That’s not all. In neighbouring Toronto, the West Rouge autonomous vehicle pilot project — which was doing final testing on its own version of Olli 2.0 when the Whitby shuttle crashed — has also been cancelled after an initial suspension following the accident.
Safety attendant training
AutoGuardian, an Ottawa-based intelligent mobility solutions company, was the project lead for the WAVE pilot. Its responsibilities included training the onboard attendants for Olli.
“We actually go through a really rigorous training process that would go above and beyond any of the standard everyday driver training that you see for people just getting their license or fleet operations,” says Tenille Houston, co-founder and CEO of AutoGuardian.
To pre-qualify for the training program, AutoGuardian asks for a minimum of five years of driving experience and a clean record with no moving violations in the last three years.
The company looks for individuals who have experience with heavy equipment operations such as forklifts, snowplows, dump trucks and full-size buses, which require additional hand-eye coordination. Drivers with professional-scale experience driving Ubers or commercial delivery vehicles can be potential candidates as well.
Once a candidate is accepted into the program, Houston says they go through substantial training on equipment and operating procedures “before we actually let somebody manually drive the vehicle on the road.” Post-certification training and ongoing check-ins are also conducted.
With the Whitby shuttle accident, Houston calls it an “unfortunate” situation where it was an “operator error not following the training precisely as intended.”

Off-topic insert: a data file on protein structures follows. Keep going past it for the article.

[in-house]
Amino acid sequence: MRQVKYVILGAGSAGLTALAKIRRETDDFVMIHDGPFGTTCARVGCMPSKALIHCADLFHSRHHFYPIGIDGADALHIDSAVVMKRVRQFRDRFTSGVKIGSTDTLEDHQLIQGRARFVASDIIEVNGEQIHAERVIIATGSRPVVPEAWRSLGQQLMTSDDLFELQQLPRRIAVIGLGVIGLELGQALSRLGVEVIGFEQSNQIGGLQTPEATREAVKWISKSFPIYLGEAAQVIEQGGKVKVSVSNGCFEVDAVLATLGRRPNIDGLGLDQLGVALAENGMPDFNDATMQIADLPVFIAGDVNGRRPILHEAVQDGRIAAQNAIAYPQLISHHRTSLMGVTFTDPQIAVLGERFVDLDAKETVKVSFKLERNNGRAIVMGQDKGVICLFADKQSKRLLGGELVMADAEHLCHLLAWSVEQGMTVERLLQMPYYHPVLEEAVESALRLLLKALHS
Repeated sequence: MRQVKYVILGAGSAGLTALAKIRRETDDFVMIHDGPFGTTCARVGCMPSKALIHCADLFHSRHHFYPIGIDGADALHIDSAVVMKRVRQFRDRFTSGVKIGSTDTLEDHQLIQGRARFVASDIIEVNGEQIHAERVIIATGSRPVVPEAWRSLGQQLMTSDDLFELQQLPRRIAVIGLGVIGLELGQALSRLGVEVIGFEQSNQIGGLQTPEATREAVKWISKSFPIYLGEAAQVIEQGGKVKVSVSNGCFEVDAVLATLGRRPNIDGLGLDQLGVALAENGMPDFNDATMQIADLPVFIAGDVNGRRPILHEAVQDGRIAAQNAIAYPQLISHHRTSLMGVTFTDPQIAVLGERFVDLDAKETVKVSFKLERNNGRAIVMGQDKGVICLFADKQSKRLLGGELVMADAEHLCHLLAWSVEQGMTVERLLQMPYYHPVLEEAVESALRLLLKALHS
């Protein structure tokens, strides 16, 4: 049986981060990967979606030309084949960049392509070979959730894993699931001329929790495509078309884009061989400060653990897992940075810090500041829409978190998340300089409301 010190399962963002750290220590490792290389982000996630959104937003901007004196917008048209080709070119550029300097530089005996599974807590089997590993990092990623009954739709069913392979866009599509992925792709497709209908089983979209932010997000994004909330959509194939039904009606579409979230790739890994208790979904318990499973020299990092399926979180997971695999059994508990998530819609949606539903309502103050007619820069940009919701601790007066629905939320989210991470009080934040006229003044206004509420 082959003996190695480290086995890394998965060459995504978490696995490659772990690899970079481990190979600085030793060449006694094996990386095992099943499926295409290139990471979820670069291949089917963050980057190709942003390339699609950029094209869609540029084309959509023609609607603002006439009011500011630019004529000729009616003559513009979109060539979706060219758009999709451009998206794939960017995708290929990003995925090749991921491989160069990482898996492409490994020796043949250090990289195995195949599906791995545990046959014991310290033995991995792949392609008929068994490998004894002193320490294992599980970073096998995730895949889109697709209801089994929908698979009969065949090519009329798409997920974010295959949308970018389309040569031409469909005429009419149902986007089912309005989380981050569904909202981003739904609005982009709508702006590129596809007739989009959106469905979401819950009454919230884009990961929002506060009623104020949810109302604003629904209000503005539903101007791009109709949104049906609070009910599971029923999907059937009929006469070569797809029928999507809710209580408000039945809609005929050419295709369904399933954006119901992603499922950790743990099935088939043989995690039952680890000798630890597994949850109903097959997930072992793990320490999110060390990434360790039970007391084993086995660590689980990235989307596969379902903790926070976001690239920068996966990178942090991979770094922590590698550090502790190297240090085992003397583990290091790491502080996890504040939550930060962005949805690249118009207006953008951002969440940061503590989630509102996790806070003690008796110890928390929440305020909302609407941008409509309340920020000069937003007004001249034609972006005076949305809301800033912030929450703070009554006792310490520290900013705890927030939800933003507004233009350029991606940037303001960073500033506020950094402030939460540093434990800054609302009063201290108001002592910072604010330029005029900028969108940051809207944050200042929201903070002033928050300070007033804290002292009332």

But, Houston says, the crash is actually a further reason why more advanced autonomous technology is needed: so that sensors and monitors can detect surroundings and can react to them rather than humans.
Change in auto insurance
With autonomous driving features trickling more into the market, the Insurance Bureau of Canada (IBC) is already anticipating a world where many or all vehicles on Canadian roadways will be autonomous and what implications that will have on vehicle insurance requirements and liability.
“Today you’re the one driving your car, so if there is an accident it’s either caused by you or another driver and so the liability and the fault in those instances are placed with the driver,” explains Aaron Sutherland, vice-president of Pacific & Western at the Insurance Bureau of Canada.
“Autonomous vehicles flips that on its head because now it’s the vehicle that was driving you and so if there’s an accident, theoretically, that’s the vehicle that had caused it, so it’s the vehicle’s fault and it’s the manufacturer’s fault…. Then it becomes a question of, if you’re not driving the vehicle, do you need insurance or does the vehicle manufacturer need insurance?”
In a report published in 2018, IBC provided recommendations for how the insurance landscape will have to change to reflect this different reality. Expectations include fewer accidents but costlier repairs, possible risks in software and network failures, and a switch from personal liability to product liability if there is a claim.
In the report, IBC proposed the adoption of single policy insurance for automated vehicles to cover both driver negligence and product liability exposure so regardless of who caused the accident — whether it’s the driver or the car itself — there is coverage available.
This is vital, says Sutherland, because product liability claims are not part of the auto insurance landscape of today. Auto insurance currently uses personal liability, which is well-regulated by the government in terms of the types of benefits people receive depending on the nature of the accidents.
“The system that exists today for [product liability is] quite complex and time-consuming and it doesn’t quite fit for auto insurance. Because if you get injured by an autonomous vehicle, it could theoretically be years before you get what you need to recover,” says Sutherland.
“Insurance is here to help people recover from accidents and we need to make sure that we create as smooth and efficient a process as possible.”